It seemed like I had suggested demeaning ourselves — and science, apparently — in pursuit of a pointless goal, that of speaking to a non-scientifically-minded audience about science. A bridge too far, even insulting. How dare I? Who was I to cross that line (I guess there’s a line?), some lowly graduate student no-one had ever heard of or seen before who’d never written anything of consequence? After listening to a few “appropriate” questions, and before the panel ended, I decided I didn’t want to be there any more and I picked up my tote and walked out.
I do not think it is demeaning to explain why something is important without going into all its delightful but messy scientific attributes of question and theory and question again, of the crooked line through research, of its incremental nature and necessary removal from the world we see around us; if someone wants that kind of insight, I respectfully submit they know where to find it. I can’t get on board with the idea that science writing is only about writing for people who are already interested in science. Yes, of course, that audience is important, and I am one of that audience, in fact, who enjoys science articles written for people who like science.
But in this day and age, there are many people outside this bubble who need to know why the gut microbiome and antibiotic resistance and algae blooms are important, and we are not reaching them. The void is instead being filled by people who create their own facts, by people who don’t know what they’re talking about, by people who only want to push a viewpoint and actual science be damned.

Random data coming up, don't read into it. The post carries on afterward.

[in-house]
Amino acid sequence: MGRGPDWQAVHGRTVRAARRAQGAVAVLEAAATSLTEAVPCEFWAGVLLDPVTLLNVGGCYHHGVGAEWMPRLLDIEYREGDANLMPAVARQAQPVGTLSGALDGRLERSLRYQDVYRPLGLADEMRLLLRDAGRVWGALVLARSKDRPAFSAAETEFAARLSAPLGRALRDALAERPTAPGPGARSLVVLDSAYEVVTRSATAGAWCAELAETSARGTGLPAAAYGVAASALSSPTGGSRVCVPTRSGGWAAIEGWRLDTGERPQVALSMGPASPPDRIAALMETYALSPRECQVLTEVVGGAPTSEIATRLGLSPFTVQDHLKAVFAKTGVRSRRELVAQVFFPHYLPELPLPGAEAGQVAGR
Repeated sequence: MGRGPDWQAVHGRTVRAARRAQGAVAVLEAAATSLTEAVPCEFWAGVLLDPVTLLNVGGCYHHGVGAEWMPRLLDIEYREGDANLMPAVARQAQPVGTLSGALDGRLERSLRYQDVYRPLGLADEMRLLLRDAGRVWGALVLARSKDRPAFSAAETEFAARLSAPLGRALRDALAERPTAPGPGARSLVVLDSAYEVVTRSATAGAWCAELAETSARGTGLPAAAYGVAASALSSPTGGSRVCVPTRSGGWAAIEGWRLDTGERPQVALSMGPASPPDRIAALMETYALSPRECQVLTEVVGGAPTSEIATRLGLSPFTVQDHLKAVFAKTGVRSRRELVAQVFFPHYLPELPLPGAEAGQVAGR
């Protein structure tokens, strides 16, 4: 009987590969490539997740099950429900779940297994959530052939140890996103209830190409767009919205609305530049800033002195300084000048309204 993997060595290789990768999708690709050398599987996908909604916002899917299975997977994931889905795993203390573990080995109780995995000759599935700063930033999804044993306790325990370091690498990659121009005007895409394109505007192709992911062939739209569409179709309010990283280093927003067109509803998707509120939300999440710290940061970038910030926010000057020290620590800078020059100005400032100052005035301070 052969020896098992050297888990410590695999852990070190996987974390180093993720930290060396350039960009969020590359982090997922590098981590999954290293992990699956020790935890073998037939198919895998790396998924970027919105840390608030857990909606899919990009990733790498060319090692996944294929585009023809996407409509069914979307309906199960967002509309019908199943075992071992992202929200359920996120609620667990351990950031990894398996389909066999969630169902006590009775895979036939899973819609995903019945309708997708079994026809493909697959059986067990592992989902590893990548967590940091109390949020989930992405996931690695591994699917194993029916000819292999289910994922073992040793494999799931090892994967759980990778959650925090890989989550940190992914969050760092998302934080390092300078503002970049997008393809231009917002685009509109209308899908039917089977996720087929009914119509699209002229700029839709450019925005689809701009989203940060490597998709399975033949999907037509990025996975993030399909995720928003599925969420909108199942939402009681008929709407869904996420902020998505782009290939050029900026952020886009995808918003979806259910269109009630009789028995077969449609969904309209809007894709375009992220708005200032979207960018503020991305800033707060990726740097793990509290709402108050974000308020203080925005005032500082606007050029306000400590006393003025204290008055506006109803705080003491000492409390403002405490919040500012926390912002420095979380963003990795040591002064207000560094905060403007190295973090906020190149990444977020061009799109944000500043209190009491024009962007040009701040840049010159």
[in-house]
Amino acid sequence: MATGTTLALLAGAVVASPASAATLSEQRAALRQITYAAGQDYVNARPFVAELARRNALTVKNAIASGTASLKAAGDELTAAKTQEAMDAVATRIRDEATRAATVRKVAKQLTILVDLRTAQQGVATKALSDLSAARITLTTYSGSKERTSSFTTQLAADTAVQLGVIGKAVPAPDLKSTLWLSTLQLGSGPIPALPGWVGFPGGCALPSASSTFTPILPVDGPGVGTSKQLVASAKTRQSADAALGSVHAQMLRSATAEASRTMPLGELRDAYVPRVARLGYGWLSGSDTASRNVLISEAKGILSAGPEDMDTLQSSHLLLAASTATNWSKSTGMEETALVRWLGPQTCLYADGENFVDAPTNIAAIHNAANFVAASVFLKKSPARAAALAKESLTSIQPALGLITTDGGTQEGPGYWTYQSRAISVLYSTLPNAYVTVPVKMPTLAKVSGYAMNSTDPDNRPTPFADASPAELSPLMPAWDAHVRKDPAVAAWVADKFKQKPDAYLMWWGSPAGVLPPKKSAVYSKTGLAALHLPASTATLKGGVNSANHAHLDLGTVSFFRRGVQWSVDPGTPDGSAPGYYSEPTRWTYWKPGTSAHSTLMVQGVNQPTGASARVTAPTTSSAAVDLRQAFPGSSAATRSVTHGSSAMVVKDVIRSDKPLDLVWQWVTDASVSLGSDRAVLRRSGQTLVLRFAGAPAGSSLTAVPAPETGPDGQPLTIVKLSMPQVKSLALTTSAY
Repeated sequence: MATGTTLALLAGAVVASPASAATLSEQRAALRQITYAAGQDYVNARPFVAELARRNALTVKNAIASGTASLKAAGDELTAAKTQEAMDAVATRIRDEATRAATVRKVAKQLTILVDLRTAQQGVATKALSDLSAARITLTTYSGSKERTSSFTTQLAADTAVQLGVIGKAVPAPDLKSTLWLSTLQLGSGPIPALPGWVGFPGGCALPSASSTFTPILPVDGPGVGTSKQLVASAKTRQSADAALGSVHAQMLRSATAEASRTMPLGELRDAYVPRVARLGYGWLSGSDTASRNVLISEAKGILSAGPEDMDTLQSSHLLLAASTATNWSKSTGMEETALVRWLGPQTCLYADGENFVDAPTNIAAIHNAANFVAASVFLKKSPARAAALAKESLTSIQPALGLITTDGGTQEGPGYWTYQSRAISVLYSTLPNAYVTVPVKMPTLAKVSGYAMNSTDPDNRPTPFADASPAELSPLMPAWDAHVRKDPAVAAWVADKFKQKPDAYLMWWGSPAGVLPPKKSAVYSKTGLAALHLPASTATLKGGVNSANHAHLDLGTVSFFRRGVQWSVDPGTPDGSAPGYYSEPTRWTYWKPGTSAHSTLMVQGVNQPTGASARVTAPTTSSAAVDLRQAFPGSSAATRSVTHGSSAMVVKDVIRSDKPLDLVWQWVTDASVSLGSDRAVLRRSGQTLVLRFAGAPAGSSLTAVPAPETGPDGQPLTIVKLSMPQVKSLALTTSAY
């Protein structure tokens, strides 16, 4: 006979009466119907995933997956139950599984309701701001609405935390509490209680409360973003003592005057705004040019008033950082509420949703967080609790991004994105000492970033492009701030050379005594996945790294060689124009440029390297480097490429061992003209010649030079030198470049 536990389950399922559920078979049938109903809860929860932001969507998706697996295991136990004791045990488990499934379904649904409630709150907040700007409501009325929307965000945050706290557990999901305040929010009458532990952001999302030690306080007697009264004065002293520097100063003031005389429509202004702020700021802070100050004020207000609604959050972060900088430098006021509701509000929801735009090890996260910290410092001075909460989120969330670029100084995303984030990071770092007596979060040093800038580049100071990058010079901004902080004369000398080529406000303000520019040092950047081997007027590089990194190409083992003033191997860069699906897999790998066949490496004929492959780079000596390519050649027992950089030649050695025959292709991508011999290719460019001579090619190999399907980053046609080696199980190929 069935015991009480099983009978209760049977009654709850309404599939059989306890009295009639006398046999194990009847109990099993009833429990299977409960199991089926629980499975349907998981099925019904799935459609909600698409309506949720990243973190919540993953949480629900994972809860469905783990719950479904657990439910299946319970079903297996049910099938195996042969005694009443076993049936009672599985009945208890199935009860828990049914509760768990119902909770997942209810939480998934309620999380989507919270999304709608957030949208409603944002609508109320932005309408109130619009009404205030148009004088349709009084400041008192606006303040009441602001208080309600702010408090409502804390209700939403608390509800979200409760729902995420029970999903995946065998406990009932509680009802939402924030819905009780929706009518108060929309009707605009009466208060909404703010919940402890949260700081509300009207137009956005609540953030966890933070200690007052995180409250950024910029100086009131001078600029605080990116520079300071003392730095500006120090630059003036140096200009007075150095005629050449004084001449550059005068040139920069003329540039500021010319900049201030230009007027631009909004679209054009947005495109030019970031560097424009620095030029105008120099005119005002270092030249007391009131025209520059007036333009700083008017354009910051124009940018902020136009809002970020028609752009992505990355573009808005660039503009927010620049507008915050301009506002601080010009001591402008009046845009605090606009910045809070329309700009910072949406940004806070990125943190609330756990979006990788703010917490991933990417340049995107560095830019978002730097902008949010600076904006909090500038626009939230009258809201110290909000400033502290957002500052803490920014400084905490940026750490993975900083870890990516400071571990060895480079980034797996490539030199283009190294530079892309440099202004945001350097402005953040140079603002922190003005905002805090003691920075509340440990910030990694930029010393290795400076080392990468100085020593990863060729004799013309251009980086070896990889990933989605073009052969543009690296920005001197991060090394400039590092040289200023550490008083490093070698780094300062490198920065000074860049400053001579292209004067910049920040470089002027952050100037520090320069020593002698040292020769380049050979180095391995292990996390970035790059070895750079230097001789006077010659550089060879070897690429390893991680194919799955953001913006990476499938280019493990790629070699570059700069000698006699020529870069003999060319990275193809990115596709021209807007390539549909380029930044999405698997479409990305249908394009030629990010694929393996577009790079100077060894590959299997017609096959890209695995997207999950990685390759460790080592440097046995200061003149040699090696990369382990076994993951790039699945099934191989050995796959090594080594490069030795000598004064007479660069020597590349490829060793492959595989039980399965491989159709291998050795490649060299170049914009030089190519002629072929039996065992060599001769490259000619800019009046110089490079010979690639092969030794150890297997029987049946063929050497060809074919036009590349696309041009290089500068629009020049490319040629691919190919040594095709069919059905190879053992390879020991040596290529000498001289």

And if we, as science writers, are not willing to step into that void, then we have abdicated our responsibility as journalists, as writers, to disseminate this information, to help non-scientifically minded people understand what these things are, what they mean. If it’s not our job to try to reach the people outside our circle, whose job is it?
I would argue that all people need to know these things, not just us, and it would help if we did not appear to be talking down to them and trying to make them feel stupid by refusing to have a bunny slope. I believe that you don’t have to have gone to college or memorized a formula or passed a standardized test to understand these critical, prevalent matters. And if we insist on a price for admission, a scientific background that includes understanding acid-base chemistry, caring about the standard model, and getting the joke about the rabbit in the Pre-Cambrian, we are never going to connect with the people who need our knowledge and writing skills the most.
We are gifted with language. We are uniquely equipped to describe what it is, how it works, and why it’s important. I don’t understand why doing this for a wider audience is considered beneath us. On the contrary, it should be our guiding principle. We are writers with science backgrounds; we can always punch up, and I’m not saying we should stop. I would add, though, that it is through our ability to go in the other direction, to maintain sense and purpose while doing away with unnecessary detail, exclusive jargon, self-serving prolixity, that we can be of the most service to those around us.
We gain nothing by sequestering ourselves in an all-or-nothing ivory tower, digging in our heels and insisting that there’s only one way to understand science, and that it is the way it is understood and taught in academia. We are in the minority, and if we don’t turn outward, dismantle the checkpoint system, and allow access to all backgrounds and knowledge bases, we will lose this war against “alternative facts” that so many are up in arms about.
Just because you’ve decided that the only way to really understand taking someone’s life is to do it with a sharp-edged blade in close quarters doesn’t justify bringing a knife to a gun fight.
You’ll just be dead and you won’t have taught anyone anything.